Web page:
fstatat64


SYNOPSIS
       #include <fcntl.h> /* Definition of AT_* constants */
       #include <sys/stat.h>

       int fstatat(int dirfd, const char *pathname, struct stat *buf,
                   int flags);

   Feature Test Macro Requirements for glibc (see feature_test_macros(7)):

       fstatat():
           Since glibc 2.10:
               _XOPEN_SOURCE >= 700 || _POSIX_C_SOURCE >= 200809L
           Before glibc 2.10:
               _ATFILE_SOURCE

DESCRIPTION
       The  fstatat() system call operates in exactly the same way as stat(2),
       except for the differences described in this manual page.

       If the pathname given in pathname is relative, then it  is  interpreted
       relative  to  the  directory  referred  to by the file descriptor dirfd
       (rather than relative to the current working directory of  the  calling
       process, as is done by stat(2) for a relative pathname).

       If  pathname  is relative and dirfd is the special value AT_FDCWD, then
       pathname is interpreted relative to the current  working  directory  of
       the calling process (like stat(2)).

       If pathname is absolute, then dirfd is ignored.

       flags  can  either  be 0, or include one or more of the following flags
       ORed:

       AT_EMPTY_PATH (since Linux 2.6.39)
              If pathname is an empty string, operate on the file referred  to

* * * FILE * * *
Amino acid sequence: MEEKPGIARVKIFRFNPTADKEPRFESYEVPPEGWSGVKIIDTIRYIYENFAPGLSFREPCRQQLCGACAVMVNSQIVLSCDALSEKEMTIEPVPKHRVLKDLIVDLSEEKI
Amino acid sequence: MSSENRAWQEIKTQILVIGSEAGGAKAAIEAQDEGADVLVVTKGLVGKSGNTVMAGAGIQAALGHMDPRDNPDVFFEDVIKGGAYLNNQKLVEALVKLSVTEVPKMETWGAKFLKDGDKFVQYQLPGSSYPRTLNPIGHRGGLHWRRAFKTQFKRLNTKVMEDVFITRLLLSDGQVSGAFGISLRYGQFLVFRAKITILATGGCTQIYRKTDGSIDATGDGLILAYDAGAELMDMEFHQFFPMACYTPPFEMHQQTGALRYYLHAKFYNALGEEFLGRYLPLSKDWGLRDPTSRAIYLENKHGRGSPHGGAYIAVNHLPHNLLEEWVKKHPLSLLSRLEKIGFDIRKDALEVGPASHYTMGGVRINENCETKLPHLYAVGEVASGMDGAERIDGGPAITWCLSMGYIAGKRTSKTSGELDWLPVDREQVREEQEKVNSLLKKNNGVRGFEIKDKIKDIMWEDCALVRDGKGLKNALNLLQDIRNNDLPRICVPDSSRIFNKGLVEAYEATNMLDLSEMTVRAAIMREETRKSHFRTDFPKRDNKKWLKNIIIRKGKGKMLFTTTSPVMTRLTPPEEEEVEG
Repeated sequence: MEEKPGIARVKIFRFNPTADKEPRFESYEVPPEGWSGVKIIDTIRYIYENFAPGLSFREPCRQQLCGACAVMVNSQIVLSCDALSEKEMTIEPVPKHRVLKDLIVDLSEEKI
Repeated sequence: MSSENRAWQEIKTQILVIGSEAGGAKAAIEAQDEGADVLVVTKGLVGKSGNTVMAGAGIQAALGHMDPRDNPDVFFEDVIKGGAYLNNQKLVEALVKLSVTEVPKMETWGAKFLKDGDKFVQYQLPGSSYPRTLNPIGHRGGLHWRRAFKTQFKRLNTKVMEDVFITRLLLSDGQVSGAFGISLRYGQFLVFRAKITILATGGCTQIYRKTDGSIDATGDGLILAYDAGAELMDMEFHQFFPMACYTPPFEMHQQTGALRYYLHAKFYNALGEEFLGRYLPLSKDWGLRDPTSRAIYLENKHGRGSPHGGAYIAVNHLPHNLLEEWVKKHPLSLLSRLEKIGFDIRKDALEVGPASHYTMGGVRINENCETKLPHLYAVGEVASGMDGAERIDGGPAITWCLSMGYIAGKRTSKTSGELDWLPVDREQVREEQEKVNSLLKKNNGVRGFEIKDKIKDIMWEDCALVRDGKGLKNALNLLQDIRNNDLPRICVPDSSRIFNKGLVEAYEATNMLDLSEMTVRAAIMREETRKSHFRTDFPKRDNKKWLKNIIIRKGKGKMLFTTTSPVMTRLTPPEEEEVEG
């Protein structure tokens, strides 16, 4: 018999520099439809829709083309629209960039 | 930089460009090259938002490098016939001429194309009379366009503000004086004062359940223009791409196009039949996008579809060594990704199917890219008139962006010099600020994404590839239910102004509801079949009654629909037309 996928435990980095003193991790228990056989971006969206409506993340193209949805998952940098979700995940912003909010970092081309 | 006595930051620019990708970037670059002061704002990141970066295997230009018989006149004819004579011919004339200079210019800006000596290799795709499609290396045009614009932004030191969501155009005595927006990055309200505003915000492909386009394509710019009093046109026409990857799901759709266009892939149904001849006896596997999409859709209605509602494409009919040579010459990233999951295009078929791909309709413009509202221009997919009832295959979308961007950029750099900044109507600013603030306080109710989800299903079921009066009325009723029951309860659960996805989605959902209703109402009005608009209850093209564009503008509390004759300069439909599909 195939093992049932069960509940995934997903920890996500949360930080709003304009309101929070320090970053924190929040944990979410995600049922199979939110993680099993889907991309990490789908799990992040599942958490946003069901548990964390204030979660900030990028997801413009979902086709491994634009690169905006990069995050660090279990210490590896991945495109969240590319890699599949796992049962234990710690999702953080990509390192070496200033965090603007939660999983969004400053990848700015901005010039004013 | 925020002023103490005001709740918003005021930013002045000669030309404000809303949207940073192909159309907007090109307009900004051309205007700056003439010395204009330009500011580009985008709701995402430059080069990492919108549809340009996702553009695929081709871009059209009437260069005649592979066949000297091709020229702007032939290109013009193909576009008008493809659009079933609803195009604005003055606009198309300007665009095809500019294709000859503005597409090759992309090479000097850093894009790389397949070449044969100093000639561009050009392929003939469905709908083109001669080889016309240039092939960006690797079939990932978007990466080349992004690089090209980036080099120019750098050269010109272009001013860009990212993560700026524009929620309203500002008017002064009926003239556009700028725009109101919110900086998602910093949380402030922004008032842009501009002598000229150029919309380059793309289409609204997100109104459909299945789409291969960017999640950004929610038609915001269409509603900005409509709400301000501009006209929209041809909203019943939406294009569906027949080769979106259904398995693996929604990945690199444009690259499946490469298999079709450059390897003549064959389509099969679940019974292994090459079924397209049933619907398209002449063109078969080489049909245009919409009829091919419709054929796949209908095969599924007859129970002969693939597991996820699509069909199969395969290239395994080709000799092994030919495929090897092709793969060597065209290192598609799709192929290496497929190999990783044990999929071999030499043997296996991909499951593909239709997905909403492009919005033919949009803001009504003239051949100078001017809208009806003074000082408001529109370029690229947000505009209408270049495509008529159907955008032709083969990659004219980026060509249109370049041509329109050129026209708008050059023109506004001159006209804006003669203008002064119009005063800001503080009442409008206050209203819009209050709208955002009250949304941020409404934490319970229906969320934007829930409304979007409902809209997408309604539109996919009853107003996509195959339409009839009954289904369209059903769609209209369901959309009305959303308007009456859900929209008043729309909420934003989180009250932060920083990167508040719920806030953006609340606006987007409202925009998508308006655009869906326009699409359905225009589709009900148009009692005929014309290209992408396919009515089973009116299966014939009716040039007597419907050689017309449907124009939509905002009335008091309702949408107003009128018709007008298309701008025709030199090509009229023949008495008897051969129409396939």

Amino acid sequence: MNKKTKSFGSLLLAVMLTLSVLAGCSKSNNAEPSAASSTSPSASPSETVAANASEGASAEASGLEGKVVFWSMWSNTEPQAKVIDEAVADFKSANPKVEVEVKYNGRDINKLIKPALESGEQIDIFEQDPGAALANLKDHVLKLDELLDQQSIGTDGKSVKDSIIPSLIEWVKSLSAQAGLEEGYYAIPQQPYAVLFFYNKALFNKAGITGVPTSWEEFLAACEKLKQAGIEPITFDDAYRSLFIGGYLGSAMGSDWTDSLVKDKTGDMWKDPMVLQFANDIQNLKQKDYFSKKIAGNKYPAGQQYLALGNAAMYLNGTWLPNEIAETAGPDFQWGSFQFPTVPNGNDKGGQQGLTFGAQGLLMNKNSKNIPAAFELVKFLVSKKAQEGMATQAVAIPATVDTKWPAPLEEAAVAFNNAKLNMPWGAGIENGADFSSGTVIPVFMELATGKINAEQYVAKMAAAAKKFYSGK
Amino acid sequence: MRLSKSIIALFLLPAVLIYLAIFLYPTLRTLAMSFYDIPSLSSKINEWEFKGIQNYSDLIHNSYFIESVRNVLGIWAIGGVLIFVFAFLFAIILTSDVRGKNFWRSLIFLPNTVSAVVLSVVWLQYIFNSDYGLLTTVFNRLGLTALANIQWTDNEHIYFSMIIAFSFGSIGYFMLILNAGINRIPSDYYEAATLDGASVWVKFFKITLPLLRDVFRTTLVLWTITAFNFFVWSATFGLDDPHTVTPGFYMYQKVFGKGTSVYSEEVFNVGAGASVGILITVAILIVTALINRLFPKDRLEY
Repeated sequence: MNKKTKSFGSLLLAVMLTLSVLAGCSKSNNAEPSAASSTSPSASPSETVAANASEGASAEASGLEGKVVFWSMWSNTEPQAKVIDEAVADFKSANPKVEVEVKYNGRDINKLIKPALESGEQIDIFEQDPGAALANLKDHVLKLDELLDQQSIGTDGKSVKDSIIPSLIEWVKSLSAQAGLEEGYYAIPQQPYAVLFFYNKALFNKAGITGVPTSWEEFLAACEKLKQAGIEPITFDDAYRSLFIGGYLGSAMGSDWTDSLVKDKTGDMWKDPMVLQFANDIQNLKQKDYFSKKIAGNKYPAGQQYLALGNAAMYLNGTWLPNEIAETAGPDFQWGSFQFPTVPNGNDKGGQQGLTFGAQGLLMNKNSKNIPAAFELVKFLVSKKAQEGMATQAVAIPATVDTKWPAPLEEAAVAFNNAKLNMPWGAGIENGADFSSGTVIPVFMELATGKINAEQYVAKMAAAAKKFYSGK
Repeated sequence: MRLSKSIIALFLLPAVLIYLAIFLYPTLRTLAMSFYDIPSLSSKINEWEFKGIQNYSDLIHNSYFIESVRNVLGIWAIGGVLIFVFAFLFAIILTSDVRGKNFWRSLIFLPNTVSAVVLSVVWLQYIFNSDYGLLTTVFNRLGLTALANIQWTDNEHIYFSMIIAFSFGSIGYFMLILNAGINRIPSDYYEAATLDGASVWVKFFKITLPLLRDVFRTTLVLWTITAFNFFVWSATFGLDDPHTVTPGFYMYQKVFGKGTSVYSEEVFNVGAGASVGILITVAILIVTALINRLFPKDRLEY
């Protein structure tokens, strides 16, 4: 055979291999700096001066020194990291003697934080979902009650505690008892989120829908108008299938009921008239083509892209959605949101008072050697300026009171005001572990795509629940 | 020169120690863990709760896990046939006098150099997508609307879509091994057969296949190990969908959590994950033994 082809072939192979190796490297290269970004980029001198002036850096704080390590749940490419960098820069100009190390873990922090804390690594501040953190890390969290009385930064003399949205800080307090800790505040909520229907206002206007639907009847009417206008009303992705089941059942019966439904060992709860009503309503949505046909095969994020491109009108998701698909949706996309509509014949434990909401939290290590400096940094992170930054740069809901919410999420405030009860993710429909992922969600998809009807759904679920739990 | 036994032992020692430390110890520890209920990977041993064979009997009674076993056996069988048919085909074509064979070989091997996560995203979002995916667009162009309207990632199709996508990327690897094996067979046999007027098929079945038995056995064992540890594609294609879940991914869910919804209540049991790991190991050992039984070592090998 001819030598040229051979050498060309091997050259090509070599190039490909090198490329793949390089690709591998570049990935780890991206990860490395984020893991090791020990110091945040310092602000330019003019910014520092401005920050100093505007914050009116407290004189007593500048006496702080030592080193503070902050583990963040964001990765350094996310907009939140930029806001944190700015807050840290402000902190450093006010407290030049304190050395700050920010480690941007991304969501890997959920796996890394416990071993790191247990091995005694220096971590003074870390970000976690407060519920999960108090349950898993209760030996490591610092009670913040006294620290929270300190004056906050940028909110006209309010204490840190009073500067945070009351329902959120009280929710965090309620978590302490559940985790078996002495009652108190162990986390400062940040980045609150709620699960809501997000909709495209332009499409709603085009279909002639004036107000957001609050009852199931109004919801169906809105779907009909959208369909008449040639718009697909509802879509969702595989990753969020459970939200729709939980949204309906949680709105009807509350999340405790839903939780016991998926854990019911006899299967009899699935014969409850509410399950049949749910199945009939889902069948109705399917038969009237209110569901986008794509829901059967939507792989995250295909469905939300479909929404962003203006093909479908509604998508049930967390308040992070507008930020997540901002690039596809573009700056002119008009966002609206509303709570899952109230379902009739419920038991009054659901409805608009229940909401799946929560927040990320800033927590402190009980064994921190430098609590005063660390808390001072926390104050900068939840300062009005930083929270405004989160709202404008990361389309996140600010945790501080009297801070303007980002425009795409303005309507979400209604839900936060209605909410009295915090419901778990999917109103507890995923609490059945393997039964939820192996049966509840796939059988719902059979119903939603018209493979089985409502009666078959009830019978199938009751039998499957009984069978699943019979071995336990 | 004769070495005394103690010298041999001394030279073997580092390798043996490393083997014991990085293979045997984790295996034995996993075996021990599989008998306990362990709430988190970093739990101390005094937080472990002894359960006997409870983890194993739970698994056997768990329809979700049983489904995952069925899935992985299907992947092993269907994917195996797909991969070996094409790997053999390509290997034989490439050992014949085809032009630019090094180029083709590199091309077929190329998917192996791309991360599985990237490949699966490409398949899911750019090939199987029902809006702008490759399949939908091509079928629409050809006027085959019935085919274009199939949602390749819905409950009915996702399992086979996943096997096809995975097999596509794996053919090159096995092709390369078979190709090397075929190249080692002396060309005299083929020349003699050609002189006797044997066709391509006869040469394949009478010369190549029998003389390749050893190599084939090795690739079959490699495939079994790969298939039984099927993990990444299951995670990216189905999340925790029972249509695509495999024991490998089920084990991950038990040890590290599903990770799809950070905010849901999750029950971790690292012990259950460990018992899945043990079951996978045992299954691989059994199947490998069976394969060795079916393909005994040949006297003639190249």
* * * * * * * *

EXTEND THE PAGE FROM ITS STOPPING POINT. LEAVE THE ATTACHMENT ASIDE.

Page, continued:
by  dirfd (which may have been obtained using the open(2) O_PATH
              flag).  In this case, dirfd can refer to any type of  file,  not
              just a directory.


       AT_NO_AUTOMOUNT (since Linux 2.6.38)
              Don't  automount the terminal ("basename") component of pathname
              if it is a directory that is an automount  point.   This  allows
              the  caller  to  gather attributes of an automount point (rather
              than the location it would mount).  This flag  can  be  used  in
              tools  that  scan  directories to prevent mass-automounting of a
              directory of automount points.  The AT_NO_AUTOMOUNT flag has  no
              effect if the mount point has already been mounted over.

       AT_SYMLINK_NOFOLLOW
              If  pathname  is a symbolic link, do not dereference it: instead
              return information about the link itself,  like  lstat(2).   (By
              default, fstatat() dereferences symbolic links, like stat(2).)

       ENOTDIR
              pathname is relative and dirfd is a file descriptor referring to
              a file other than a directory.

VERSIONS
       fstatat() was added to Linux in  kernel  2.6.16;  library  support  was
       added to glibc in version 2.4.

CONFORMING TO
       POSIX.1-2008.  A similar system call exists on Solaris.

NOTES
       See openat(2) for an explanation of the need for fstatat().

       The  underlying  system  call  employed  by the glibc fstatat() wrapper
       function is actually called fstatat64().

SEE ALSO
       openat(2), stat(2), path_resolution(7), symlink(7)

COLOPHON
       This page is part of release 3.54 of the Linux  man-pages  project.   A
       description  of  the project, and information about reporting bugs, can
       be found at http://www.kernel.org/doc/man-pages/.



Linux                             2013-07-21                        FSTATAT(2)
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